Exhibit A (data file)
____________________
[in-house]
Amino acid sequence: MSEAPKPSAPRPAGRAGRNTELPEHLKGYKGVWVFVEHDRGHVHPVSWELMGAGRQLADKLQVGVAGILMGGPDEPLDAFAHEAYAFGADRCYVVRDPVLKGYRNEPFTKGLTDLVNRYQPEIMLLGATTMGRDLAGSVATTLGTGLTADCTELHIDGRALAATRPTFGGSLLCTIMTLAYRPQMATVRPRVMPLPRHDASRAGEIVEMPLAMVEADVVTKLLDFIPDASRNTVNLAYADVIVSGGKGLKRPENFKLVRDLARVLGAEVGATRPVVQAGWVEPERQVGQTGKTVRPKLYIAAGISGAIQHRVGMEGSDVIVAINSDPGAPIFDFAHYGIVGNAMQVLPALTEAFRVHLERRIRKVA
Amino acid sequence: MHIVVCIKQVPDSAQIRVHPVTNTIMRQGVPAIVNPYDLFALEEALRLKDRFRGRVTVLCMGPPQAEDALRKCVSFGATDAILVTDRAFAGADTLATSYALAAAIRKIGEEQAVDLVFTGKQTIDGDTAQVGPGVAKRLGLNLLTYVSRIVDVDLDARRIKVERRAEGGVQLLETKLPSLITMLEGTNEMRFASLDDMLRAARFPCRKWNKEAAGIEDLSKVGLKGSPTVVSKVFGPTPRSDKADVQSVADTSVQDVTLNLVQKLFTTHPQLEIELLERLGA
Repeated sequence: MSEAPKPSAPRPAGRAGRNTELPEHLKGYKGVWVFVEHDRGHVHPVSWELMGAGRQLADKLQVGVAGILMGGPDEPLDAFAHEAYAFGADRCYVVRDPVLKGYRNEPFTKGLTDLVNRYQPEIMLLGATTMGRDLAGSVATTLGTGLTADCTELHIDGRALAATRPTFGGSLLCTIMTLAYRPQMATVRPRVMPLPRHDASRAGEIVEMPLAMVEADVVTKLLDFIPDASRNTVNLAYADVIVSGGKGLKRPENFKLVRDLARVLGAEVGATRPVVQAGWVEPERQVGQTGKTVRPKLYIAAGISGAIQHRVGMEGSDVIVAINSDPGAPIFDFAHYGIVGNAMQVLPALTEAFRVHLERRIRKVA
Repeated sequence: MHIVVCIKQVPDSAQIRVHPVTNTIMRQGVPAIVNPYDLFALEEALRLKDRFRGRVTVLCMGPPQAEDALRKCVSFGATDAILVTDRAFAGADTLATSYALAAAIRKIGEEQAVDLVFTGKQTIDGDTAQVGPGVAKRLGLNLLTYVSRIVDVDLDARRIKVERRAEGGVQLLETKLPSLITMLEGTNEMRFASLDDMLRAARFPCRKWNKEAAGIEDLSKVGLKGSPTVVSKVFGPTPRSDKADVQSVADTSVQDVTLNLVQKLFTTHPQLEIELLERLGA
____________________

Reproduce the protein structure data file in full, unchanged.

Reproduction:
[in-house]
Amino acid sequence: MSEAPKPSAPRPAGRAGRNTELPEHLKGYKGVWVFVEHDRGHVHPVSWELMGAGRQLADKLQVGVAGILMGGPDEPLDAFAHEAYAFGADRCYVVRDPVLKGYRNEPFTKGLTDLVNRYQPEIMLLGATTMGRDLAGSVATTLGTGLTADCTELHIDGRALAATRPTFGGSLLCTIMTLAYRPQMATVRPRVMPLPRHDASRAGEIVEMPLAMVEADVVTKLLDFIPDASRNTVNLAYADVIVSGGKGLKRPENFKLVRDLARVLGAEVGATRPVVQAGWVEPERQVGQTGKTVRPKLYIAAGISGAIQHRVGMEGSDVIVAINSDPGAPIFDFAHYGIVGNAMQVLPALTEAFRVHLERRIRKVA
Amino acid sequence: MHIVVCIKQVPDSAQIRVHPVTNTIMRQGVPAIVNPYDLFALEEALRLKDRFRGRVTVLCMGPPQAEDALRKCVSFGATDAILVTDRAFAGADTLATSYALAAAIRKIGEEQAVDLVFTGKQTIDGDTAQVGPGVAKRLGLNLLTYVSRIVDVDLDARRIKVERRAEGGVQLLETKLPSLITMLEGTNEMRFASLDDMLRAARFPCRKWNKEAAGIEDLSKVGLKGSPTVVSKVFGPTPRSDKADVQSVADTSVQDVTLNLVQKLFTTHPQLEIELLERLGA
Repeated sequence: MSEAPKPSAPRPAGRAGRNTELPEHLKGYKGVWVFVEHDRGHVHPVSWELMGAGRQLADKLQVGVAGILMGGPDEPLDAFAHEAYAFGADRCYVVRDPVLKGYRNEPFTKGLTDLVNRYQPEIMLLGATTMGRDLAGSVATTLGTGLTADCTELHIDGRALAATRPTFGGSLLCTIMTLAYRPQMATVRPRVMPLPRHDASRAGEIVEMPLAMVEADVVTKLLDFIPDASRNTVNLAYADVIVSGGKGLKRPENFKLVRDLARVLGAEVGATRPVVQAGWVEPERQVGQTGKTVRPKLYIAAGISGAIQHRVGMEGSDVIVAINSDPGAPIFDFAHYGIVGNAMQVLPALTEAFRVHLERRIRKVA
Repeated sequence: MHIVVCIKQVPDSAQIRVHPVTNTIMRQGVPAIVNPYDLFALEEALRLKDRFRGRVTVLCMGPPQAEDALRKCVSFGATDAILVTDRAFAGADTLATSYALAAAIRKIGEEQAVDLVFTGKQTIDGDTAQVGPGVAKRLGLNLLTYVSRIVDVDLDARRIKVERRAEGGVQLLETKLPSLITMLEGTNEMRFASLDDMLRAARFPCRKWNKEAAGIEDLSKVGLKGSPTVVSKVFGPTPRSDKADVQSVADTSVQDVTLNLVQKLFTTHPQLEIELLERLGA